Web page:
"I don't think it's a big part of our music to be drunk, or out of it. We're out there enough as it is."
Bono Stops by Ebenezer, Praises Work of Mrs. King, Hands On Atlanta
January 17, 2004
Irish rock singer and activist Bono has read many of the sermons that the Rev. Martin Luther King Jr. delivered from the pulpit at Historic Ebenezer Baptist Church in Atlanta.
Saturday he visited the Auburn Avenue landmark, where he embraced Coretta Scott King and praised her civil rights efforts.
"As a student of nonviolence, this place [Ebenezer] is a mecca," said the lead singer of U2.
Bono was being honored Saturday by the King Center for his global activism.
Wearing a long dark coat and his trademark shaded eyeglasses, Bono shook hands with a few members of the surprised standing-room only crowd, strode onstage and kissed Mrs. King on the cheek. She had just completed a televised interview at the Auburn Avenue church. "We look to you" for continued leadership, Bono told Mrs. King.
The event was one of many this weekend marking what would have been King's 75th birthday.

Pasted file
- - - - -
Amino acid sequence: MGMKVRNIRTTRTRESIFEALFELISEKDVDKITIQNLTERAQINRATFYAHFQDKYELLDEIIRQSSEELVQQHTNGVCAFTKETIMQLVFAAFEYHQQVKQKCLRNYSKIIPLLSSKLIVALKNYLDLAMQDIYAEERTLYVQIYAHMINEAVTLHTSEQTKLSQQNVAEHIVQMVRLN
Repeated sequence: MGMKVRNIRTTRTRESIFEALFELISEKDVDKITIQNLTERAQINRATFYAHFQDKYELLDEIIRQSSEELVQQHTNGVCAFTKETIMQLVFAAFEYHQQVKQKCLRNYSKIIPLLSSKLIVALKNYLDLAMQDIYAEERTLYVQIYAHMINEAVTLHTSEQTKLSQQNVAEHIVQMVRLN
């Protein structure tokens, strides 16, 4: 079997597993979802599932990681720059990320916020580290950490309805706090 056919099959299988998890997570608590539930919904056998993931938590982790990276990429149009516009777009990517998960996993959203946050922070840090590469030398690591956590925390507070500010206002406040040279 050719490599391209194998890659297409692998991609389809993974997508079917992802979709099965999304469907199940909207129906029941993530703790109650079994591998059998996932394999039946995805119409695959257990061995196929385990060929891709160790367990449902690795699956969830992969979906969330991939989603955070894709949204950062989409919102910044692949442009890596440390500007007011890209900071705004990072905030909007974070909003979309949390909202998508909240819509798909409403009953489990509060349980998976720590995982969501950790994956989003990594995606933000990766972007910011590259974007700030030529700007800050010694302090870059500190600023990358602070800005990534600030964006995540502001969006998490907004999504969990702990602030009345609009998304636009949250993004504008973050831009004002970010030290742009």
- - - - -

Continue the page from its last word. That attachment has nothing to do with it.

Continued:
"It's an "extraordinary time to be in an extraordinary city," Bono said from the front of the church, pledging to help activism evolve "from civil rights to human rights."
In Africa just last week, Bono on Saturday repeated his concerns that affordable AIDS drugs are not readily available on the continent.
He and Mrs. King were taking part in the 11th Annual Hands On Atlanta Martin Luther King Jr. Service Summit.
Bono praised the volunteers of Hands On Atlanta saying, "the work continues and changes shape but it's the same spirit" that King advocated. "There is still so much to do."
Bono, an honoree at Saturday evening's "Salute to Greatness Awards," was being recognized for his work in Africa and on global and trade issues.
Mrs. King said that spirituality, political involvement and volunteerism must grow, with a "people-oriented" U.S. society the end result. Young people should learn about MLK's legacy through his and other readings, she said.
Bono, toting a green and white umbrella, escorted Mrs. King out of the church and into a car for their next function.
The entertainer later in the day left flowers at the King crypt, where he spoke with U.S. Rep John Lewis (D-Atlanta) and comedian Chris Tucker. He also met with other AIDS activists at the King Center.
© 2004 The Atlanta Journal-Constitution